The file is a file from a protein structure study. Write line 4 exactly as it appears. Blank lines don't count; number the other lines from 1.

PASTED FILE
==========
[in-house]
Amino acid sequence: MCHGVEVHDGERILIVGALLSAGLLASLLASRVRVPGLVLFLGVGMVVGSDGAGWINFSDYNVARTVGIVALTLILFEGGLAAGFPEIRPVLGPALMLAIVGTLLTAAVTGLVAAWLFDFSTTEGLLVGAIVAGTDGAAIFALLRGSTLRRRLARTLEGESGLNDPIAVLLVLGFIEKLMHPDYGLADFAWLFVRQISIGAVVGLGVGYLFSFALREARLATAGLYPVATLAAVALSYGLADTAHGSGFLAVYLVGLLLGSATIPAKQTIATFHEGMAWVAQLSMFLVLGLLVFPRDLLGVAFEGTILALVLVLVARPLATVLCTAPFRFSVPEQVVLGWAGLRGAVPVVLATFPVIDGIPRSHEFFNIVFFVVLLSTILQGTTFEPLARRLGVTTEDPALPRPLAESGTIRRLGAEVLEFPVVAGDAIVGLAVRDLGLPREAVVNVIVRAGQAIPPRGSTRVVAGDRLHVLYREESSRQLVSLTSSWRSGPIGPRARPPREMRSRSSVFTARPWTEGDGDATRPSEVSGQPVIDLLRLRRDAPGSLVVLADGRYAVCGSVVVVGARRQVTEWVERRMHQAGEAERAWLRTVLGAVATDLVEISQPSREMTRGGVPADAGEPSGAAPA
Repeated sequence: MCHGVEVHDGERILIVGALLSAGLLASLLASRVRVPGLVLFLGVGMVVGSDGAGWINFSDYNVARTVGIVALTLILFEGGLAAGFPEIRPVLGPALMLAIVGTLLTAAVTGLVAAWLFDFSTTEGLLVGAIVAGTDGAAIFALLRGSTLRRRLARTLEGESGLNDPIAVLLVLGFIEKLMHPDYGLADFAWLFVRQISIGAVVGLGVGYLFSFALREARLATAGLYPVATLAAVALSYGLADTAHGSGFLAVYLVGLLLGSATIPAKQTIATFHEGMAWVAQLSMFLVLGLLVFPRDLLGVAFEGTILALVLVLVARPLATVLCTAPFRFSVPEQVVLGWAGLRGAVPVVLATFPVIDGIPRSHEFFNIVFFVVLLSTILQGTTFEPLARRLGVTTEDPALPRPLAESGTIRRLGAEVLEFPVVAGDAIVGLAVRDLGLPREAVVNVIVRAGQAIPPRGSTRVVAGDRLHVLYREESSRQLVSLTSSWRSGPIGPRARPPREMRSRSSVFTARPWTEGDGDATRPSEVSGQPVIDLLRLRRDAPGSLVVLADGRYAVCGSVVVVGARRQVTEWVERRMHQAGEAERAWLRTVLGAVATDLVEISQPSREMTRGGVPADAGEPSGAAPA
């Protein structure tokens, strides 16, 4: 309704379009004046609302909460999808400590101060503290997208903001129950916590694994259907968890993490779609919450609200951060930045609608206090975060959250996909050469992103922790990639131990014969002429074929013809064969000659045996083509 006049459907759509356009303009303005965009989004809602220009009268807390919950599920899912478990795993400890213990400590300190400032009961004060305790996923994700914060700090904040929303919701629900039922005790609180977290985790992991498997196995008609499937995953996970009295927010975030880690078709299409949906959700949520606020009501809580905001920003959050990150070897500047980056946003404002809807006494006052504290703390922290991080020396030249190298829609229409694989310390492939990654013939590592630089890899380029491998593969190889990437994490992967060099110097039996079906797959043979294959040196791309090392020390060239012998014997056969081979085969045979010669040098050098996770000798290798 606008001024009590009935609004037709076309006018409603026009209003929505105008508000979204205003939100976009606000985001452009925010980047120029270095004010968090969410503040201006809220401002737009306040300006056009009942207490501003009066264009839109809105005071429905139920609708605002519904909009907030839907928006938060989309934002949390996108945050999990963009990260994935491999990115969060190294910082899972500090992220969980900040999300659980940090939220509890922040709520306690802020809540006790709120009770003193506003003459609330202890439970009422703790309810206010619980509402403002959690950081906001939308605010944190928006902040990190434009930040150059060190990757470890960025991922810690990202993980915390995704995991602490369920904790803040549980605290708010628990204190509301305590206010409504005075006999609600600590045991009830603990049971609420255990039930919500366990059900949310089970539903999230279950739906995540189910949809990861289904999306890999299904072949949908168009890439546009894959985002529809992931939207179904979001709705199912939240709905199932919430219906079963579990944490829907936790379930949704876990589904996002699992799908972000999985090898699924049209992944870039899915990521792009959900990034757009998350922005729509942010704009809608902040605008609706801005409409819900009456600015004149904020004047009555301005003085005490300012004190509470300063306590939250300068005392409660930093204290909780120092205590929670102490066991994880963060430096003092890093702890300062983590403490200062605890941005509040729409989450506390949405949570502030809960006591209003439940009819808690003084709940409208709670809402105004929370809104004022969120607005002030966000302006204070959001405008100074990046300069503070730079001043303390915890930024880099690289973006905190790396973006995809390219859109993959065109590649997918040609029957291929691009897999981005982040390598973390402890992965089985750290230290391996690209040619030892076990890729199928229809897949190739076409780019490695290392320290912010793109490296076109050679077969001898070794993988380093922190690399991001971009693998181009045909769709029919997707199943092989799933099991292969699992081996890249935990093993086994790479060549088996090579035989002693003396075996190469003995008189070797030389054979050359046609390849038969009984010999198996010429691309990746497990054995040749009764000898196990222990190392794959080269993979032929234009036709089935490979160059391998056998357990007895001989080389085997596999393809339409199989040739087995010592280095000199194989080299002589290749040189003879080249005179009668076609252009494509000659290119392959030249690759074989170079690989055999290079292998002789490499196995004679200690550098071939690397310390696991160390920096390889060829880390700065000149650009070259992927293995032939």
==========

């Protein structure tokens, strides 16, 4: 309704379009004046609302909460999808400590101060503290997208903001129950916590694994259907968890993490779609919450609200951060930045609608206090975060959250996909050469992103922790990639131990014969002429074929013809064969000659045996083509 006049459907759509356009303009303005965009989004809602220009009268807390919950599920899912478990795993400890213990400590300190400032009961004060305790996923994700914060700090904040929303919701629900039922005790609180977290985790992991498997196995008609499937995953996970009295927010975030880690078709299409949906959700949520606020009501809580905001920003959050990150070897500047980056946003404002809807006494006052504290703390922290991080020396030249190298829609229409694989310390492939990654013939590592630089890899380029491998593969190889990437994490992967060099110097039996079906797959043979294959040196791309090392020390060239012998014997056969081979085969045979010669040098050098996770000798290798 606008001024009590009935609004037709076309006018409603026009209003929505105008508000979204205003939100976009606000985001452009925010980047120029270095004010968090969410503040201006809220401002737009306040300006056009009942207490501003009066264009839109809105005071429905139920609708605002519904909009907030839907928006938060989309934002949390996108945050999990963009990260994935491999990115969060190294910082899972500090992220969980900040999300659980940090939220509890922040709520306690802020809540006790709120009770003193506003003459609330202890439970009422703790309810206010619980509402403002959690950081906001939308605010944190928006902040990190434009930040150059060190990757470890960025991922810690990202993980915390995704995991602490369920904790803040549980605290708010628990204190509301305590206010409504005075006999609600600590045991009830603990049971609420255990039930919500366990059900949310089970539903999230279950739906995540189910949809990861289904999306890999299904072949949908168009890439546009894959985002529809992931939207179904979001709705199912939240709905199932919430219906079963579990944490829907936790379930949704876990589904996002699992799908972000999985090898699924049209992944870039899915990521792009959900990034757009998350922005729509942010704009809608902040605008609706801005409409819900009456600015004149904020004047009555301005003085005490300012004190509470300063306590939250300068005392409660930093204290909780120092205590929670102490066991994880963060430096003092890093702890300062983590403490200062605890941005509040729409989450506390949405949570502030809960006591209003439940009819808690003084709940409208709670809402105004929370809104004022969120607005002030966000302006204070959001405008100074990046300069503070730079001043303390915890930024880099690289973006905190790396973006995809390219859109993959065109590649997918040609029957291929691009897999981005982040390598973390402890992965089985750290230290391996690209040619030892076990890729199928229809897949190739076409780019490695290392320290912010793109490296076109050679077969001898070794993988380093922190690399991001971009693998181009045909769709029919997707199943092989799933099991292969699992081996890249935990093993086994790479060549088996090579035989002693003396075996190469003995008189070797030389054979050359046609390849038969009984010999198996010429691309990746497990054995040749009764000898196990222990190392794959080269993979032929234009036709089935490979160059391998056998357990007895001989080389085997596999393809339409199989040739087995010592280095000199194989080299002589290749040189003879080249005179009668076609252009494509000659290119392959030249690759074989170079690989055999290079292998002789490499196995004679200690550098071939690397310390696991160390920096390889060829880390700065000149650009070259992927293995032939």